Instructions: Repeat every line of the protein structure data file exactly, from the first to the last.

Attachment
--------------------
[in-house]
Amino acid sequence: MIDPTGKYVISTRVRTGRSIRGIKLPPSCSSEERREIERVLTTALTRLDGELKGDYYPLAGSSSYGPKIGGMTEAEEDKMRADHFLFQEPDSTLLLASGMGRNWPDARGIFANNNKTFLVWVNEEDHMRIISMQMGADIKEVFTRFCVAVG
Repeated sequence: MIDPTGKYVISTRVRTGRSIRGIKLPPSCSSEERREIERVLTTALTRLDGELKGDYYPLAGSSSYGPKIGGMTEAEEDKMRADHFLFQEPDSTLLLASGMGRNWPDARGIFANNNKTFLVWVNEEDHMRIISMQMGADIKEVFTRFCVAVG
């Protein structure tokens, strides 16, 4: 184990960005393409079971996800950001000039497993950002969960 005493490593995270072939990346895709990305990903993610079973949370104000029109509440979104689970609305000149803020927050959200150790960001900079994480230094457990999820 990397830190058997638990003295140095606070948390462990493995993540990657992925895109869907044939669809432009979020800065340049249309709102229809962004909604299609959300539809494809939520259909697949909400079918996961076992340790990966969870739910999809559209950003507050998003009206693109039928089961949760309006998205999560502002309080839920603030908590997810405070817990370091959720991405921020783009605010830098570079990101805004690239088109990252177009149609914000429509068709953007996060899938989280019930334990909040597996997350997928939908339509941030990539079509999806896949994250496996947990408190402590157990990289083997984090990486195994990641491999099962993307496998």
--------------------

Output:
[in-house]
Amino acid sequence: MIDPTGKYVISTRVRTGRSIRGIKLPPSCSSEERREIERVLTTALTRLDGELKGDYYPLAGSSSYGPKIGGMTEAEEDKMRADHFLFQEPDSTLLLASGMGRNWPDARGIFANNNKTFLVWVNEEDHMRIISMQMGADIKEVFTRFCVAVG
Repeated sequence: MIDPTGKYVISTRVRTGRSIRGIKLPPSCSSEERREIERVLTTALTRLDGELKGDYYPLAGSSSYGPKIGGMTEAEEDKMRADHFLFQEPDSTLLLASGMGRNWPDARGIFANNNKTFLVWVNEEDHMRIISMQMGADIKEVFTRFCVAVG
């Protein structure tokens, strides 16, 4: 184990960005393409079971996800950001000039497993950002969960 005493490593995270072939990346895709990305990903993610079973949370104000029109509440979104689970609305000149803020927050959200150790960001900079994480230094457990999820 990397830190058997638990003295140095606070948390462990493995993540990657992925895109869907044939669809432009979020800065340049249309709102229809962004909604299609959300539809494809939520259909697949909400079918996961076992340790990966969870739910999809559209950003507050998003009206693109039928089961949760309006998205999560502002309080839920603030908590997810405070817990370091959720991405921020783009605010830098570079990101805004690239088109990252177009149609914000429509068709953007996060899938989280019930334990909040597996997350997928939908339509941030990539079509999806896949994250496996947990408190402590157990990289083997984090990486195994990641491999099962993307496998």